Standing at a black-stained fence, Doyle explained that the distillery had been trying to solve the mystery for more than a decade. Mycologists at the University of Windsor were stumped. A team from the Scotch Whisky Association’s Research Institute had taken samples and concluded it was just a thick layer of normal environmental fungi: Aspergillus, Exophiala, stuff like that. Ubiquitous and—maybe most important—in no way the distillery’s fault.
Scott shook his head. “David,” he said, “that’s not what it is. It’s something completely different.”
Click here to continue reading this article.
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06.24.2011 | Alan Kropf
A Japanese coffee-esque beverage with whiskey? Didn’t Mutineer Jeff invent that years ago? I guess it’s finally ready for the mainstream in Japan. Details are sketchy at best, most coming from a blog with a serious Japan fetish, which claims:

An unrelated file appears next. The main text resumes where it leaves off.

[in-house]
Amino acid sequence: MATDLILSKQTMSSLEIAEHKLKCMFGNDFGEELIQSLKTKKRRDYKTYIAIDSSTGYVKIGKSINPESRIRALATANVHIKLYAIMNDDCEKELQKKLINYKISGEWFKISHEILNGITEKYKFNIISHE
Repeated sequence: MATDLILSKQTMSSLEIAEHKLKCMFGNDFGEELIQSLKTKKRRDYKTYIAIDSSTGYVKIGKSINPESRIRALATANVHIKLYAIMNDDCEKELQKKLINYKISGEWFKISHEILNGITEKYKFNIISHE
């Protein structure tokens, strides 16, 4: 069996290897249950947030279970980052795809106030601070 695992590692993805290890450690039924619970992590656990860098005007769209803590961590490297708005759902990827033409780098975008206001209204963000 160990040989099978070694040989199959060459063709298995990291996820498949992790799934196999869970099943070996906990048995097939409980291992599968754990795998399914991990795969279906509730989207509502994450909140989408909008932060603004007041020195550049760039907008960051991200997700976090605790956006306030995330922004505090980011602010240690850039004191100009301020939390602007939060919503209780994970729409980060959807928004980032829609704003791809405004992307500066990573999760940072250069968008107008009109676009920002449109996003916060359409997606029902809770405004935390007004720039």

Kirin has launched a new limited edition drink that has the look of a canned coffee drink but the kick of good ol’ alcohol. On sale only at Tokyo area convenience stores from Wednesday January 19th, the “Yoru Cafe” (Night Café) comes in two flavors: “caffe latte liquor” and “tea liquor”. Kirin is likely trying to imitate the success Suntory has had with their Horoyoi brand, a series of chuhai beverages aimed at younger drinkers who shy away from the typical salaryman activity of gulping beer at home. Since younger consumers prefer to hang out in a coffee shop or café as much as a traditional izakaya, Kirin will hope to capture some of that atmosphere through this new concept. See the full post »